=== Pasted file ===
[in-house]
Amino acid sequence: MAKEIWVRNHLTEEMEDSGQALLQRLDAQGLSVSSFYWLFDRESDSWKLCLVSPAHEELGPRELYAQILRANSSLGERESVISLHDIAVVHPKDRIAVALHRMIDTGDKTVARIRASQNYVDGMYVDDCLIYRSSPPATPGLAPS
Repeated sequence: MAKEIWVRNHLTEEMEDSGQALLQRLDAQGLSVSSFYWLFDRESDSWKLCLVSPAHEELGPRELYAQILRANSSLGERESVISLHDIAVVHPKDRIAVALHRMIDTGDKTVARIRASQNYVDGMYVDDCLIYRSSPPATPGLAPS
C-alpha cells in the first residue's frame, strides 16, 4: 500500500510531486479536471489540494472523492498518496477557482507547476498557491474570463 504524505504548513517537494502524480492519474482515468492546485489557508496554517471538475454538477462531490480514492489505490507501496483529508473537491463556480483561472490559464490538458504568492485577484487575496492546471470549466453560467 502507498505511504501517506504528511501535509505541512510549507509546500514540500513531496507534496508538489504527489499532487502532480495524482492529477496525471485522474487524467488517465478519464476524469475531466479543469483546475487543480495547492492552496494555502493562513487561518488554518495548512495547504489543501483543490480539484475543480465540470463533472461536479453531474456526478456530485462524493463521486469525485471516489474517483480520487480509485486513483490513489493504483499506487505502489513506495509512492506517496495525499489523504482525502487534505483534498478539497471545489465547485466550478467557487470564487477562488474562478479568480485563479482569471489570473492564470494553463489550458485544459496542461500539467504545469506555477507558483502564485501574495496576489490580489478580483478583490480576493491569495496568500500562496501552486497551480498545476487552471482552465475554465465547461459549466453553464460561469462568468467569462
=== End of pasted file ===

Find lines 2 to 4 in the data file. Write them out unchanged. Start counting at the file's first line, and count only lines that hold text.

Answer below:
Amino acid sequence: MAKEIWVRNHLTEEMEDSGQALLQRLDAQGLSVSSFYWLFDRESDSWKLCLVSPAHEELGPRELYAQILRANSSLGERESVISLHDIAVVHPKDRIAVALHRMIDTGDKTVARIRASQNYVDGMYVDDCLIYRSSPPATPGLAPS
Repeated sequence: MAKEIWVRNHLTEEMEDSGQALLQRLDAQGLSVSSFYWLFDRESDSWKLCLVSPAHEELGPRELYAQILRANSSLGERESVISLHDIAVVHPKDRIAVALHRMIDTGDKTVARIRASQNYVDGMYVDDCLIYRSSPPATPGLAPS
C-alpha cells in the first residue's frame, strides 16, 4: 500500500510531486479536471489540494472523492498518496477557482507547476498557491474570463 504524505504548513517537494502524480492519474482515468492546485489557508496554517471538475454538477462531490480514492489505490507501496483529508473537491463556480483561472490559464490538458504568492485577484487575496492546471470549466453560467 502507498505511504501517506504528511501535509505541512510549507509546500514540500513531496507534496508538489504527489499532487502532480495524482492529477496525471485522474487524467488517465478519464476524469475531466479543469483546475487543480495547492492552496494555502493562513487561518488554518495548512495547504489543501483543490480539484475543480465540470463533472461536479453531474456526478456530485462524493463521486469525485471516489474517483480520487480509485486513483490513489493504483499506487505502489513506495509512492506517496495525499489523504482525502487534505483534498478539497471545489465547485466550478467557487470564487477562488474562478479568480485563479482569471489570473492564470494553463489550458485544459496542461500539467504545469506555477507558483502564485501574495496576489490580489478580483478583490480576493491569495496568500500562496501552486497551480498545476487552471482552465475554465465547461459549466453553464460561469462568468467569462